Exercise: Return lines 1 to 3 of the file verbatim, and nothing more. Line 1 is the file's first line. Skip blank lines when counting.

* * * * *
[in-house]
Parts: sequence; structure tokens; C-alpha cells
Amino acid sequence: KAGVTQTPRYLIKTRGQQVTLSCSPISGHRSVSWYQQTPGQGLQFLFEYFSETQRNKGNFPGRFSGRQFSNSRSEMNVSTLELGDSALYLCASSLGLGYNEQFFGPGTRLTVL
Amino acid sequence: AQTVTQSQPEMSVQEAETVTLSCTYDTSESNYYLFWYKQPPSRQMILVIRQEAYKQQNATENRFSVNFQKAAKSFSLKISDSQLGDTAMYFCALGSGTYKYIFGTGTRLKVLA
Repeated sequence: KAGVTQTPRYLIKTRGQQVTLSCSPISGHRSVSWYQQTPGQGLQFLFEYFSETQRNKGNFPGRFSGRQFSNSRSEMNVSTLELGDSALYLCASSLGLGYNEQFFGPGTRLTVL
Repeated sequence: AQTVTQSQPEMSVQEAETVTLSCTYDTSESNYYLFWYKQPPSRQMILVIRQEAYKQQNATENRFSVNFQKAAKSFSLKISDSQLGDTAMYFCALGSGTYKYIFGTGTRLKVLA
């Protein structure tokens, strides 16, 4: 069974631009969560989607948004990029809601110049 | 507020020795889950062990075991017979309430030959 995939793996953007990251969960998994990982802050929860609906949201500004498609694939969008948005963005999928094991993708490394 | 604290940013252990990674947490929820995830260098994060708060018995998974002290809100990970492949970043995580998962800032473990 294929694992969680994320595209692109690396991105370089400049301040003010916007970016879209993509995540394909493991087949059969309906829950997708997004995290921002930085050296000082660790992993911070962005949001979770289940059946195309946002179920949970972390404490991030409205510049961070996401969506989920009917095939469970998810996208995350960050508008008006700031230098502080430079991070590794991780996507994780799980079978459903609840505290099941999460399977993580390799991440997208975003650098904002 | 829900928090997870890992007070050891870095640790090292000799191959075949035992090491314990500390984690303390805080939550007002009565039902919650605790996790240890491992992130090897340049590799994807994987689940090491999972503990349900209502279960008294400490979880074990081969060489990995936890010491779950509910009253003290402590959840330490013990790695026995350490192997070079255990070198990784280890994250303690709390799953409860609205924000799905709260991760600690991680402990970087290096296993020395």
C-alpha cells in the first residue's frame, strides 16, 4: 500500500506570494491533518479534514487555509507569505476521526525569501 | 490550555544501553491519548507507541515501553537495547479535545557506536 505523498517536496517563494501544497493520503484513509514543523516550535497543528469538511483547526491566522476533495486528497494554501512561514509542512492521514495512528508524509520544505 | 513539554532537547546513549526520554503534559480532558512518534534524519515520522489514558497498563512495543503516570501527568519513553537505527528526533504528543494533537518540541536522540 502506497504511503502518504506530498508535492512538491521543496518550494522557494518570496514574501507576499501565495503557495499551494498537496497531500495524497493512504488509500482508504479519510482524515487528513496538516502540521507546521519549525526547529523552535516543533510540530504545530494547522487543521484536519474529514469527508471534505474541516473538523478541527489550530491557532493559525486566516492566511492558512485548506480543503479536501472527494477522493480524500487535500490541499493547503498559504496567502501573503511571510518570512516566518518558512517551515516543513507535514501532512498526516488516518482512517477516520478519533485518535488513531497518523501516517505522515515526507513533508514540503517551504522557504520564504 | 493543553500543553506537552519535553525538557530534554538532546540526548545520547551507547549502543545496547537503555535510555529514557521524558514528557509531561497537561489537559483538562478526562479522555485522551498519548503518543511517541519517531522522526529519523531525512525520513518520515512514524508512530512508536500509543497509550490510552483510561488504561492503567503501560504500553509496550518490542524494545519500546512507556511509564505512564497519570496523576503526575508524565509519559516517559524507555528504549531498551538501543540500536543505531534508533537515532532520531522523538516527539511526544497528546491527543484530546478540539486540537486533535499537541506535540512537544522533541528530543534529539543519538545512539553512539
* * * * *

[in-house]
Parts: sequence; structure tokens; C-alpha cells
Amino acid sequence: KAGVTQTPRYLIKTRGQQVTLSCSPISGHRSVSWYQQTPGQGLQFLFEYFSETQRNKGNFPGRFSGRQFSNSRSEMNVSTLELGDSALYLCASSLGLGYNEQFFGPGTRLTVL